Columbus October 20, 2017
5 Stores That Anyone Who Grew Up In Columbus Will Undoubtedly Remember
Oh, the good old days! There are so many memories that stick around from our younger days. Often, some of those include going to special places. Whether you loved it or hated it, you had to follow your family, and the stores that you frequented while growing up stay in your heart. Here are five stores in Columbus that might remember from those days.
We’re aware that these uncertain times are limiting many aspects of life. While we continue to feature destinations that make our state wonderful, please take proper precautions or add them to your bucket list to see at a later date. If you know of a local business that could use some extra support during these times, please nominate them here:
1. Columbus City Center
The Columbus City Center, located in the middle of downtown Columbus, was open between 1989 and 2009. It was a huge 1.25 million-square-foot, three-story mall. At its best time, the City Center was Central Ohio’s largest and most upscale shopping mall. With the opening of three more popular shopping malls in the North of the city, the Columbus City Center could not withstand the competition. It dropped from 144 tenants in 1992 to just eight small shops in 2009. Nevertheless, we’ll always remember this downtown destination and its former glory.
2. Long's Book Store
Long’s Book Store functioned at the corner of 15th and High on Ohio State’s campus since 1909. This was a neat place to gather books and all sorts of quality art supplies. With the creation of other textbook stores on campus, especially Barnes & Noble OSU only a few blocks south, the store closed and has been demolished. However, Long’s had one more surprise for us before it was gone forever; after the recent excavation of the site, a century-old arched doorway leading to a space under High Street was discovered. While the former owner doubts the door led to anything more than a basement storage room, others have more exciting speculations. The long time legend of a tunnel leading from Long’s to a speakeasy across the the street finally seemed to have gained some evidence.
Lazarus opened as a one-room men's clothing store in downtown Columbus in 1851. The business was started by Simon Lazarus and continued by his sons, Fred and Ralph Lazarus. Some common department store and mall practices were actually started here by the Lazarus franchise, including the one low price that eliminated the need for bargaining. It was the first department store in the country to have escalators and air-conditioning. Here's a unique historical tidbit: Fred Lazarus successfully lobbied President Franklin Roosevelt to permanently fix Thanksgiving as the fourth Thursday in November, which has since marked the official beginning of the Christmas shopping season!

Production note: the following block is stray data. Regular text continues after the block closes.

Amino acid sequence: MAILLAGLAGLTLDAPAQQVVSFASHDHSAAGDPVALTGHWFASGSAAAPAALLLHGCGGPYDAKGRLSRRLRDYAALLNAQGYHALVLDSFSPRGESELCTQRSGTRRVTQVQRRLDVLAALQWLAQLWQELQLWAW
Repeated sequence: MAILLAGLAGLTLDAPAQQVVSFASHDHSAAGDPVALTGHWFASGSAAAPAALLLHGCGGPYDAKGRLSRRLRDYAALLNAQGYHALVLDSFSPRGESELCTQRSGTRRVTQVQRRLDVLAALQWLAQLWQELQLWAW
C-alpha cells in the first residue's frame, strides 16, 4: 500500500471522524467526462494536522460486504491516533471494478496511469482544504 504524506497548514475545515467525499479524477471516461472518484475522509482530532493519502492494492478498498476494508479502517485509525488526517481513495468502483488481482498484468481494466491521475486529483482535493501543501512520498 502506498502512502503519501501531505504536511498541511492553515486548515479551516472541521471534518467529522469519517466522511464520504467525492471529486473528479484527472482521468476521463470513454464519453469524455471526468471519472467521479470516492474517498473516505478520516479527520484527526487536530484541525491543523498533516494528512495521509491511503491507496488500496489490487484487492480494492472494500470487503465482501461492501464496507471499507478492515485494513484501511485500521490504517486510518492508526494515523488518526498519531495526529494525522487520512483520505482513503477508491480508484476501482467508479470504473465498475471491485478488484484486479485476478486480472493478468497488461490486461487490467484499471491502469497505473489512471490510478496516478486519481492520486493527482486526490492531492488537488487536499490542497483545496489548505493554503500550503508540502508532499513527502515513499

4. Media Play
Founded in 1992 by Musicland, Media Play sold movies on video, DVDs, music, electronics, video games, books, and games. It was meant to be a hip place for young people looking for music. Musicland was purchased by Best Buy, but despite all efforts, lost money on the endeavour. With the accessibility of the internet, Media Play faced strong competition from digital downloads and websites like Amazon, which offered a wider selection at lower prices. All Media Play stores closed by 2006.
5. The Original Goodie Shop
For some good news, here’s a fantastic store that is still open! The Original Goodie Shop has served Columbus with delicious baked goods for over 60 years. It’s an entirely family run operation that makes classic desserts, and you can still pop in for that melt-in-your-mouth cookie or order decadent custom cakes. I remember scrounging up coins for a cookie at the Goodie Shop as a little kid, do you?
The Original Goodie Shop is located at 2116 Tremont Center, Upper Arlington, Ohio 43221.
Do you remember any other stores that you used to visit as a child? Share with us!
For another amazing walk down memory lane (and beyond!), check out our recent article featuring some of the
oldest photos ever taken in Columbus.